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COVID-19

News >  K-12 education

Rural Washington school districts face special challenges in reopening

Medical Laboratory Scientist Brandi Fry tests a patient who asked that his name not be used for COVID-19 at a drive up testing facility on Monday, April 13, 2020, at Newport Health Center in Newport, Wash. Many shool districts in more rural counties like Pend Oreille County are opting to start the school year virtually because case counts have increased.  (TYLER TJOMSLAND)
Medical Laboratory Scientist Brandi Fry tests a patient who asked that his name not be used for COVID-19 at a drive up testing facility on Monday, April 13, 2020, at Newport Health Center in Newport, Wash. Many shool districts in more rural counties like Pend Oreille County are opting to start the school year virtually because case counts have increased. (TYLER TJOMSLAND)

Even in the most remote school districts of Eastern Washington, there’s no hiding from COVID-19.

By letter, email and video, families got the bad news from their superintendents earlier this month: A return to full on-site learning is on hold for now.

Only a few weeks ago, many districts were confident they could start the year with all students back into buildings. COVID-19 infection rates had dropped to acceptable rates, while teachers and staff had worked to assemble safe classrooms and other protocols.

A midsummer spike in positive coronavirus tests, however, threw those plans into disarray, pushing most rural districts into a higher-risk category despite those counties moving to Phase 3.

Last week, Chewelah School District Superintendent Rich McFarland summed up the situation in a video.

“With a heavy heart and great disappointment, I need to share with you a change of plans,” McFarland said as he explained the need to delay full in-person instruction and begin the year with online instruction only.

“We had removed desks and tables,” McFarland said in a voice full of frustration as he discussed the need to follow the strong recommendation of health officials in Stevens, Ferry and Pend Oreille counties.

“Their advice is very clear,” McFarland said in joining most of the Tri-County districts.

In some ways, rural school districts are getting the worst of both worlds from the pandemic.

Relative isolation means less access to medical care, and hasn’t translated into lower infection rates; as of Wednesday, Lincoln County’s rolling 14-day average of newly designated positive tests stood at 155 per 100,000 residents – only slightly less than Spokane County’s rate.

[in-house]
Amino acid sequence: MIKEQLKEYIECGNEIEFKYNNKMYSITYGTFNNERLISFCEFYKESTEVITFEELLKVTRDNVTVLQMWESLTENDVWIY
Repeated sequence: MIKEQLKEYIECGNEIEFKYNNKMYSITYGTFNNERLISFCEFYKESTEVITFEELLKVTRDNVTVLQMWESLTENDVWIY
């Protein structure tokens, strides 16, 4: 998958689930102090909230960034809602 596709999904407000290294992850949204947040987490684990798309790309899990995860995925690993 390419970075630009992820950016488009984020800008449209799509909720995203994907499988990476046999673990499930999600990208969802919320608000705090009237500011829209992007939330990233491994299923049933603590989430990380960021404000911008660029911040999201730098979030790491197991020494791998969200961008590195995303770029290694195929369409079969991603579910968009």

Rates in Stevens, Pend Oreille and Whitman counties have fallen to below 100 per 100,000 but are still well above the threshold recommended by state officials for a full return to school.

Back-to-school models vary by district, but all are using hybrid or distance learning.

Isolation also means less internet connectivity for distance learning.

During a statewide webinar Monday on educational equity, Davenport Superintendent Jim Kowalkowsi said that broadband access is a major issue in his district.

The district has had to resort to opening up hotspots in parking lots. Although the district gave all students Chromebooks, Kowalkowski said not all students have remote access to use them.

Adding to the frustration, most of the counties bordering Spokane County have moved to Phase 3 of Gov. Jay Inslee’s reopening plan, yet school districts are being guided by a more stringent recommendation from health districts.

That means getting consistently below 75 per 100,000 for a move to a hybrid model and below 25 for full-time learning.

“We do trust our county health people, because they have our interests at heart,” said Jerry Pugh, superintendent of the 500-student Colfax School District.

Fully committed at the beginning of the month to a full return to in-person learning, the Colfax school board pivoted to distance learning at Monday’s meeting.

Colfax has another challenge. Most residents do their shopping in Pullman and Spokane, increasing the risk of exposure.

“Pullman, that place is just humming right now,” Pugh said. “It’s just the law of averages, that people are going to catch COVID and then come back to our community.”

Despite their small size, most other Whitman County districts are making similar plans.

Districts in smaller counties face another problem: wild fluctuations in the positive-test rate.

On July 7, Stevens County had a rolling average of 19.7 positive tests per 100,000 residents over 14 days and a clear path to full in-person learning. Two weeks later, the rate had more than tripled, to 70.2; and by Aug. 6 it hit 94, prompting the retreat to distance learning and hybrid models.

For school administrators, that was a cautionary tale for upcoming decisions on when to return to the classroom.

“We have a lot of fluctuations,” Pugh said. “That will mean we become more cautious about moving forward.”

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